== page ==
MD:  Yes. Create a container, or a vessel.

HD:  It sounds like that’s what you experienced in writing about that time in your life.

MD:  I did. And one of the things that makes that helpful to the maker is that, as writing like that moves from being your journal—that thing that you make for yourself—and you start shaping it for the reader, it becomes less and less your own contained object. It starts out as something that you make for you, and it becomes something that you give away.

I had this idea, when I was working on the book, that this could be useful to people. Because there are not a lot of books that I know of that speak from the raw unbroken position of grief. They talk about the psychological perspective—these are the stages you go through—or from the spiritual perspective of letting go and healing. But just to be down right miserable and broken by it…I really wanted to read that book. So I had to write it.

What struck me about it when the book came out was just how hungry people were for it. The book was published in 1996, and this was just after the new medications had changed the whole landscape, and the caregivers were taking this huge sigh of relief and then were completely numb. We had just been through such a war zone for years, and suddenly it was okay to just set down the weight. And who were we then? And where were we?

One of the stops on the book tour was at the San Francisco book fair. I read from the book and spoke, and I stepped down and there was this line…hundreds of people holding up the book and most of them crying. To see these faces! How much people needed that kind of statement! That was a really an extraordinary moment, and it taught me something that I was just beginning to get, of just how much people make use of literature to live. It’s not an ornament to our leisure or a decoration on the bare structure of life. It is really essential for people, and sometimes it actually makes it possible to move forward.

The letters were amazing also. They were all basically the same. They would say thank you, you said exactly what I felt, but I couldn’t say it myself. And my story is a little different from yours and here it is. And the stories ranged from losing loved ones or relatives to HIV to parents who lost kids in a motorcycle accident or to people who were divorced or, amazingly, a guy who had been exiled from his homeland, and then the country dissolved politically, and there was no home to go back to. And to think that these different kinds of losses could be mirrored for people is something that is really remarkable. It spoke to this thing that we think literature theoretically can’t do, which is to bridge that gap between different kinds of experience. It’s very moving to me.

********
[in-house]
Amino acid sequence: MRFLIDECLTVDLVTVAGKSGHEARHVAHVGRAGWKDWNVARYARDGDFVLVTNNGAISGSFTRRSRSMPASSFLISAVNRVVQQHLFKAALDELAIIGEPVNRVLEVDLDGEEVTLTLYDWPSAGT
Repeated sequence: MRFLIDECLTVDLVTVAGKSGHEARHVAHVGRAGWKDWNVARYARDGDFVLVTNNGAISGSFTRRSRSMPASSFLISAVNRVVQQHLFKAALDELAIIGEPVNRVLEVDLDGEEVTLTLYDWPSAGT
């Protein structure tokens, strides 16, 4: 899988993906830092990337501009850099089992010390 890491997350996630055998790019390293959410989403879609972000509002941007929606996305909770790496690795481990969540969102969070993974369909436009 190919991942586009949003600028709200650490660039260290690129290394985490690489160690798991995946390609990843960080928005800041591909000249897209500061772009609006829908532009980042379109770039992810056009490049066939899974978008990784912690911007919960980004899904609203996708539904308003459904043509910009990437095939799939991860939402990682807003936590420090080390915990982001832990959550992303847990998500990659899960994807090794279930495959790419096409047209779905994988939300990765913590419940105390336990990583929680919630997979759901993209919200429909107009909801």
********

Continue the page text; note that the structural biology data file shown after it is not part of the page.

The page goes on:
HD:  So your work is quite intimate and detailed and descriptive, but you also pull back and have a more global perspective.

MD:  It seems to me that, paradoxically, one of the places that compassion and caring for others comes from is distance. When we can stand back and look at our common condition as struggling human beings or uncertain persons or people without guidebooks, it’s possible to feel great empathy and fellow feeling. Sometimes, when you’re in the thick of something, that’s when it’s hardest to gain a perspective that allows you to be compassionate for others.

I imagine in the hospital wards, people who are in the trenches there, who have their political struggles or problems with their coworkers or supervisors and who have hard jobs and have families at home and struggles and pressures, it’s harder for them to stand back and really see the value and drama of what they’re doing. It’s the distance that allows us to look at that.

HD:  And it’s the writing that helps us to gain the distance?

MD:  Absolutely! And you can’t start from that point. At least I think for most of us, the process of moving from the specific to the general is more native to us, rather than the other way around. I think for most of us, the evidence of the moment, if we think about it, look at it, that is what takes us to the broader point of view.

This is the training of the poet, too. If I begin to write a poem describing these scissors sitting on the desk, there’s this interesting shape, and I can think about what it looks like and the texture, and I can try to make it real to you. But at some point I have to say, why am I talking about this. Just describing it is not going to be interesting. It’s the “so what” factor that pushes the writer to say… and this makes me think about how things are separated or cleaved or cut apart. So it’s a practice of looking at objects around related experience and trying to stand back from it and say what do I have to say about that? What does it mean?